Is Anne McCaffry's "Dragonrider's of Pern," Series. It becomes more technologically based towards the end of the series. I'd call it a cross over Fantasy - Science fiction story.
     
    Last edited: Sep 10, 2013
  9. Annûniel
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    Annûniel Contributing Member Contributor

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    Yeah, I wouldn't call Miracle Max a wizard or magician, but there was a touch of magic in his "miracles."

    As for the Dragonriders of Pern, I've read the original trilogy and the Harper Hall trilogy. Maybe I've read more non-magical fantasy than I originally thought? Still, I recall Anne McCaffrey vehemently stated that The Dragonrider's of Pern series was science-fiction, not fantasy, despite the presence of dragons. And most descriptions of the series define it as "science fiction" as the Pernese were supposedly colonists from Earth that lost their ancestor's technology, likely from the threat of Thread. I was a bit frustrated with that, mostly because the article I read (forgot where) made it sound like she was defending her work from fantasy, as though there was something wrong with fantasy.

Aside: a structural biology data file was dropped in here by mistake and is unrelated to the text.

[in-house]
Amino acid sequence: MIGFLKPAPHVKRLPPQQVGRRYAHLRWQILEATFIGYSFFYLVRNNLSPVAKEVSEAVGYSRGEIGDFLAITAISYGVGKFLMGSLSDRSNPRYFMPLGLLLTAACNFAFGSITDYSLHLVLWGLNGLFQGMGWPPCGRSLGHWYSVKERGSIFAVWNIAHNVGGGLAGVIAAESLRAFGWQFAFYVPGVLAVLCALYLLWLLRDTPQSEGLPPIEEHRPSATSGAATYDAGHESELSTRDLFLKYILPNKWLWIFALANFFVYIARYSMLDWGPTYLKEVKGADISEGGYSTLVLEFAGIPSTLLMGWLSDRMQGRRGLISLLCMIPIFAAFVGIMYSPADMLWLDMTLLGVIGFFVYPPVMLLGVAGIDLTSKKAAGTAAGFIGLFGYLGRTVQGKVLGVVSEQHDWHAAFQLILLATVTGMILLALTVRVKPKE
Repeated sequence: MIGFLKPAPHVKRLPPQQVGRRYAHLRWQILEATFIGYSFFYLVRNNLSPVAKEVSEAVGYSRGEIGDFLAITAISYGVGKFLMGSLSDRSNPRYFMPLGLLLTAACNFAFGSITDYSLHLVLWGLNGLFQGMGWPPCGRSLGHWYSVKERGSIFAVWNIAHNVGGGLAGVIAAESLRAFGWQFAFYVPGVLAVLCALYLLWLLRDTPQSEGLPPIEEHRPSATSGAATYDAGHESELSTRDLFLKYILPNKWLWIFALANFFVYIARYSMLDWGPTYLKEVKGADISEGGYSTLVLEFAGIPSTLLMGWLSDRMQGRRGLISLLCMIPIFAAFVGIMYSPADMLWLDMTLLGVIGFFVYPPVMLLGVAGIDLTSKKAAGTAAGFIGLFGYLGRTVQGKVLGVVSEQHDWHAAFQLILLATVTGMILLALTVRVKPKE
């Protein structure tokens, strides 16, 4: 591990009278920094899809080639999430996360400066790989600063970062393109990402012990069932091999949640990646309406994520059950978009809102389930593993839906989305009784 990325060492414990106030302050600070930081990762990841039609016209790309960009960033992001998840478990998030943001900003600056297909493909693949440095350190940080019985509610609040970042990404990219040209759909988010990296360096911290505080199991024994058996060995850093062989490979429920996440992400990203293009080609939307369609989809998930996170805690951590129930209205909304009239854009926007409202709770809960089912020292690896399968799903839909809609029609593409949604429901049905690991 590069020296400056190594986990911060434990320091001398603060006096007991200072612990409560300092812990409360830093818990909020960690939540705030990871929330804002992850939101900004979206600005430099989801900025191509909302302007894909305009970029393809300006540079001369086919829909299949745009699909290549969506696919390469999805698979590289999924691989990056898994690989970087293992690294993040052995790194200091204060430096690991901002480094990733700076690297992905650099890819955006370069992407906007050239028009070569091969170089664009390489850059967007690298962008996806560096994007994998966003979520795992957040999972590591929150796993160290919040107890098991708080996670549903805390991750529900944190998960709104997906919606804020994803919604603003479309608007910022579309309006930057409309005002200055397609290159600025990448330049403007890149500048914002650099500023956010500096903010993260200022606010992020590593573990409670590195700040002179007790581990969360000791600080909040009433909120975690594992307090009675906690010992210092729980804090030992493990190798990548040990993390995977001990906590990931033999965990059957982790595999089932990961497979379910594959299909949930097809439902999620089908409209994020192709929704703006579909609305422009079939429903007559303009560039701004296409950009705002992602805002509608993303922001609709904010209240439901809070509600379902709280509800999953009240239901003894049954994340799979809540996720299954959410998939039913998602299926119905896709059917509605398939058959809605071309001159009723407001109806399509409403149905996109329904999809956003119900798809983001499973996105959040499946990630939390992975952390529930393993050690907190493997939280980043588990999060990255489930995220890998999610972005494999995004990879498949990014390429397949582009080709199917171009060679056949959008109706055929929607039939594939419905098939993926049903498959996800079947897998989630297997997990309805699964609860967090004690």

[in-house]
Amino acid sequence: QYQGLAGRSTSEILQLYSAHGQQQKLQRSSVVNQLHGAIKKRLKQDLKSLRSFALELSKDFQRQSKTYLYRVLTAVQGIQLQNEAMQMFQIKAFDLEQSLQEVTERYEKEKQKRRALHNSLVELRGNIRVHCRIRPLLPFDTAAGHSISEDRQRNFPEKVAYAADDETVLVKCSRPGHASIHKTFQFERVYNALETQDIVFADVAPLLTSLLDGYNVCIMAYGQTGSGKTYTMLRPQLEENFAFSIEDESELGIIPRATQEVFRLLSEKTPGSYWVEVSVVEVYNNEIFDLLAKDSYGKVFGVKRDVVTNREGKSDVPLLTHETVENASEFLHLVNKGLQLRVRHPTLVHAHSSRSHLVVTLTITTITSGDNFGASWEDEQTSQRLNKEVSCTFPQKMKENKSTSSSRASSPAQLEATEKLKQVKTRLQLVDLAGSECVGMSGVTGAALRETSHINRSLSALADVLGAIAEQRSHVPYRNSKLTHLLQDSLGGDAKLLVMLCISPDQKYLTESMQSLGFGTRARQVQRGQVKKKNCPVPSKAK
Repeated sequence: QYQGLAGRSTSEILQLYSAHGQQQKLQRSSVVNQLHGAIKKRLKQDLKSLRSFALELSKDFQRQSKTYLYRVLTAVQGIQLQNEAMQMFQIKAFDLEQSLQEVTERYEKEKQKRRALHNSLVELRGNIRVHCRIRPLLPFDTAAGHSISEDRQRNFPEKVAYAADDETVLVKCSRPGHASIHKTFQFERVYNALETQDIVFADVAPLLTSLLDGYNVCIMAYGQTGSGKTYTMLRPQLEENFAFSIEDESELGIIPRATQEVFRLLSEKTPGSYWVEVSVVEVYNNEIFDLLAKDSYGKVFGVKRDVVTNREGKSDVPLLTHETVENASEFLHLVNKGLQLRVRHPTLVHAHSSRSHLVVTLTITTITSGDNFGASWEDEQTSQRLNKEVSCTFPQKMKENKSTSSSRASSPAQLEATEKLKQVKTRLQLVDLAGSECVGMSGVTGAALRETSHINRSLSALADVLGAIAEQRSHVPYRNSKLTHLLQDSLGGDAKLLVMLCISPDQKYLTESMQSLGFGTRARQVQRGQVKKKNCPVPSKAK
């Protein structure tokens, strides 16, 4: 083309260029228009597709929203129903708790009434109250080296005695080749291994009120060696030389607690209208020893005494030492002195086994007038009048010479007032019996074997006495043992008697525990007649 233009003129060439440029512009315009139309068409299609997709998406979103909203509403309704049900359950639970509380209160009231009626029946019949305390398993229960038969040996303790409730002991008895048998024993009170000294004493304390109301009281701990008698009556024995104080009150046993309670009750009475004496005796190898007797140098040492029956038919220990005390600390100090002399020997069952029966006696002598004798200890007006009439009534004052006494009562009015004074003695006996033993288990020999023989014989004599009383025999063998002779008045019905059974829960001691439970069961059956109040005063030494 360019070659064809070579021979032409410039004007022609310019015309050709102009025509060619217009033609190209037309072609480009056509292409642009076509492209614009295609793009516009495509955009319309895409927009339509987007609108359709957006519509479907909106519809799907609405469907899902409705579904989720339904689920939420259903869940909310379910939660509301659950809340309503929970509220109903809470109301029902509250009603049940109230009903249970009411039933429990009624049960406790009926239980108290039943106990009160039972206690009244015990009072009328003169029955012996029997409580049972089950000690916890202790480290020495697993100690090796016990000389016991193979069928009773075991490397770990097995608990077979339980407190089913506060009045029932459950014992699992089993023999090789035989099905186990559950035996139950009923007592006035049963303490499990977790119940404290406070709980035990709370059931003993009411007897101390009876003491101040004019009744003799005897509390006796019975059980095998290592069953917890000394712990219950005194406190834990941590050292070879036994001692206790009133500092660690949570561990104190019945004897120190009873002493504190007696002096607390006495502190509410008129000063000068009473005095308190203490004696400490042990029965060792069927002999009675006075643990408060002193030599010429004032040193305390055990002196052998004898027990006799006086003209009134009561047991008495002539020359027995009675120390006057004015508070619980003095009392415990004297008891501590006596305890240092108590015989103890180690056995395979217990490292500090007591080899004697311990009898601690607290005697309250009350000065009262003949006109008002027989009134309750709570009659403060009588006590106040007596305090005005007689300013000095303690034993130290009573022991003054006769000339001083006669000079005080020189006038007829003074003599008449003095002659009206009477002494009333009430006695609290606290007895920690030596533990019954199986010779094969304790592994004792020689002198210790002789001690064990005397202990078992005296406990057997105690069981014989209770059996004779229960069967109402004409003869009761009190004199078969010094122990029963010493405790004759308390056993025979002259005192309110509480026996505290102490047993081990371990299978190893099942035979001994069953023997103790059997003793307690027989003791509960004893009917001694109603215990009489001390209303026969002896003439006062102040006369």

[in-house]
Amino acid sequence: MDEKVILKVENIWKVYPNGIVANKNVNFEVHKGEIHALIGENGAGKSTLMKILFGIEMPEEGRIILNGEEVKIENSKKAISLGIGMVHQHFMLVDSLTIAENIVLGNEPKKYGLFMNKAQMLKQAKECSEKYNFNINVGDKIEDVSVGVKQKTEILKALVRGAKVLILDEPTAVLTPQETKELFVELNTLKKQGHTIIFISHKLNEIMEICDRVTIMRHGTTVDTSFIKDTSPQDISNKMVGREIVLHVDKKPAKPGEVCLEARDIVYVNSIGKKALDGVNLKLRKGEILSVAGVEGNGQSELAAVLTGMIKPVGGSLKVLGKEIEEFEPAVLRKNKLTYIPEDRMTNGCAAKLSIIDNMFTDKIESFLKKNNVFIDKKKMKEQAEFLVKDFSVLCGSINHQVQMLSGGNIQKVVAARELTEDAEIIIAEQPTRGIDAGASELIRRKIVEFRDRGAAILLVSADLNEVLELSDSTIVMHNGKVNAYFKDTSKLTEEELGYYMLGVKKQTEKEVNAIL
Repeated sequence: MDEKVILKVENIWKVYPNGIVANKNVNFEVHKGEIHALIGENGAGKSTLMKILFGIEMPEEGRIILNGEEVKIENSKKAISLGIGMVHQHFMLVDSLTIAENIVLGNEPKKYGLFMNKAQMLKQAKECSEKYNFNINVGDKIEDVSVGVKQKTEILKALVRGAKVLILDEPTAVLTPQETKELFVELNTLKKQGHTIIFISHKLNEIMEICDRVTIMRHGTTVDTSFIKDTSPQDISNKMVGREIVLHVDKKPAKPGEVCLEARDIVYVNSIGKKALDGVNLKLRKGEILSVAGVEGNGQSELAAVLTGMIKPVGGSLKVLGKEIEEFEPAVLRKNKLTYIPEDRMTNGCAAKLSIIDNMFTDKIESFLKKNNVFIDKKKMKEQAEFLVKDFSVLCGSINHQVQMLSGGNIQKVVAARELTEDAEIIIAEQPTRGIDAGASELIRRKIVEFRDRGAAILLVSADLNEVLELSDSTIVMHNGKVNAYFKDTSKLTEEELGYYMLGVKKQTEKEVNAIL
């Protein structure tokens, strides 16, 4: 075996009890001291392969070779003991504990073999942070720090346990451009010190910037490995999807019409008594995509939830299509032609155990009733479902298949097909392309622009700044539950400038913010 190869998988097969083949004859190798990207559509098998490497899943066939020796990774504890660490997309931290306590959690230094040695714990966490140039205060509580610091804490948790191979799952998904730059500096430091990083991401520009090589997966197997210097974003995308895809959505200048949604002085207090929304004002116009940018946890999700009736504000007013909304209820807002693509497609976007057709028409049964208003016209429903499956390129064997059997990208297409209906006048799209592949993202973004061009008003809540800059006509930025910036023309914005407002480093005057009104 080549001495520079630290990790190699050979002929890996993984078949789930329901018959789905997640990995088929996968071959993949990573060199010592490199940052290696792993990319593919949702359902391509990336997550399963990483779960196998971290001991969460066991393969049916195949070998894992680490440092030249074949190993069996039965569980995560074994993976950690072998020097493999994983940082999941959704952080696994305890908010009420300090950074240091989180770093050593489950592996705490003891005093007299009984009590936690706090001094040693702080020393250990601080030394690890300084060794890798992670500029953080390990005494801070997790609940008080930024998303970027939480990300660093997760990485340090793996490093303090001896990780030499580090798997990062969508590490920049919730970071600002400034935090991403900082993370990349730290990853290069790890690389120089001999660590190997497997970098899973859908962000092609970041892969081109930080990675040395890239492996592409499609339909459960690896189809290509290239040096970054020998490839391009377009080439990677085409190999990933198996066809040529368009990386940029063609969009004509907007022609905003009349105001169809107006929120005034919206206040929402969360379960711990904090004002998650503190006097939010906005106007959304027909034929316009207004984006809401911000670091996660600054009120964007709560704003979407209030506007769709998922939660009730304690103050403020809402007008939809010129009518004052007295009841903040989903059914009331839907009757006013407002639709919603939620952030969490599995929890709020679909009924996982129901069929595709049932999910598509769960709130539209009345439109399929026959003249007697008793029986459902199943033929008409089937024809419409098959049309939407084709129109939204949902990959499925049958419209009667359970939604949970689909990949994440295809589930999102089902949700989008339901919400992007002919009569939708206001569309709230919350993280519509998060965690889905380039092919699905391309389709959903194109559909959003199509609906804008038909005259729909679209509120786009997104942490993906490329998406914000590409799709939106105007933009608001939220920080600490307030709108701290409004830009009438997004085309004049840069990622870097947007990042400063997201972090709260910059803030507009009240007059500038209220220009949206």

I stopped reading the books as they are getting a bit dated and it didn't feel like there was a lot of development in them. By the time I read White Dragon, I felt a bit let down by the lack of any real climax and resolution. I kept waiting for some sort of theme to the book, but it just felt like she was too busy talking about all this ancient technology that nothing really happened and then the book was over.
     
  10. 123456789
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    123456789 Contributing Member Contributor

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    You really aren't going to do any better than Mervyn Peake's Gormenghast trilogy. It's not just good fantasy - magic, it's an incredible and unique read.